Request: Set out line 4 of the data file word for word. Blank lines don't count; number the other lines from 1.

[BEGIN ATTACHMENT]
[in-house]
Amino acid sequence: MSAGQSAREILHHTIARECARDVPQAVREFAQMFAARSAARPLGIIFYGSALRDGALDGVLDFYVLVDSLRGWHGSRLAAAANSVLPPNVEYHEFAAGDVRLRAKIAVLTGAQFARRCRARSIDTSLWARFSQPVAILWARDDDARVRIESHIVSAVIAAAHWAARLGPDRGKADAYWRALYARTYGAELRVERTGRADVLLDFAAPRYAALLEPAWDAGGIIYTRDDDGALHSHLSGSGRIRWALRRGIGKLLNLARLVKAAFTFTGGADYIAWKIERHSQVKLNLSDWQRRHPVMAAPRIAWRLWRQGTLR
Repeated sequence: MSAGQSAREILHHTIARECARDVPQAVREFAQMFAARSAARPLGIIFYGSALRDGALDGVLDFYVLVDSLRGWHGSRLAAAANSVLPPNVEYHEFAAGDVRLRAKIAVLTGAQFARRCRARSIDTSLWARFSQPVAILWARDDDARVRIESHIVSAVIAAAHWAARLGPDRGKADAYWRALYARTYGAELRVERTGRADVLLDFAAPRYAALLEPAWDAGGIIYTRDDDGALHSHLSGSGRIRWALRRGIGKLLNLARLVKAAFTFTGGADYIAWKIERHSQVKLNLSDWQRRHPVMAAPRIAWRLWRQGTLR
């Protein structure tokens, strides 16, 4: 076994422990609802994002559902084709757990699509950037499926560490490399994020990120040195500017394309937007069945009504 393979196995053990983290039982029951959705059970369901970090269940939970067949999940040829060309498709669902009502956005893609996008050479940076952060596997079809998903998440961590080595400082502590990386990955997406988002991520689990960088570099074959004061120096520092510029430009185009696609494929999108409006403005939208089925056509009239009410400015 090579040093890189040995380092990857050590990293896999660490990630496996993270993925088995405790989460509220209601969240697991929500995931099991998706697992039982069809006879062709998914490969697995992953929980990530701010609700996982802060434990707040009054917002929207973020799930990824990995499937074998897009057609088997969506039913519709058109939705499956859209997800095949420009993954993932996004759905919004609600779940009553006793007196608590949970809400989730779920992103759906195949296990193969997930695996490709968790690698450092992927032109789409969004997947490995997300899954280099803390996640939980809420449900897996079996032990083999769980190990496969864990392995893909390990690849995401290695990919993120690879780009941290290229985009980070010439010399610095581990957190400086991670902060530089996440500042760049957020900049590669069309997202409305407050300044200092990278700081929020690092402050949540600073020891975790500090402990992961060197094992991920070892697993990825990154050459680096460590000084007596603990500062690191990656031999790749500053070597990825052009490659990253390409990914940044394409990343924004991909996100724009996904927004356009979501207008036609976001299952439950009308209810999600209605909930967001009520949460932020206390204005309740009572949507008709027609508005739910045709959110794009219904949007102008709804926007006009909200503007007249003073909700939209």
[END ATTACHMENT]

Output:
């Protein structure tokens, strides 16, 4: 076994422990609802994002559902084709757990699509950037499926560490490399994020990120040195500017394309937007069945009504 393979196995053990983290039982029951959705059970369901970090269940939970067949999940040829060309498709669902009502956005893609996008050479940076952060596997079809998903998440961590080595400082502590990386990955997406988002991520689990960088570099074959004061120096520092510029430009185009696609494929999108409006403005939208089925056509009239009410400015 090579040093890189040995380092990857050590990293896999660490990630496996993270993925088995405790989460509220209601969240697991929500995931099991998706697992039982069809006879062709998914490969697995992953929980990530701010609700996982802060434990707040009054917002929207973020799930990824990995499937074998897009057609088997969506039913519709058109939705499956859209997800095949420009993954993932996004759905919004609600779940009553006793007196608590949970809400989730779920992103759906195949296990193969997930695996490709968790690698450092992927032109789409969004997947490995997300899954280099803390996640939980809420449900897996079996032990083999769980190990496969864990392995893909390990690849995401290695990919993120690879780009941290290229985009980070010439010399610095581990957190400086991670902060530089996440500042760049957020900049590669069309997202409305407050300044200092990278700081929020690092402050949540600073020891975790500090402990992961060197094992991920070892697993990825990154050459680096460590000084007596603990500062690191990656031999790749500053070597990825052009490659990253390409990914940044394409990343924004991909996100724009996904927004356009979501207008036609976001299952439950009308209810999600209605909930967001009520949460932020206390204005309740009572949507008709027609508005739910045709959110794009219904949007102008709804926007006009909200503007007249003073909700939209």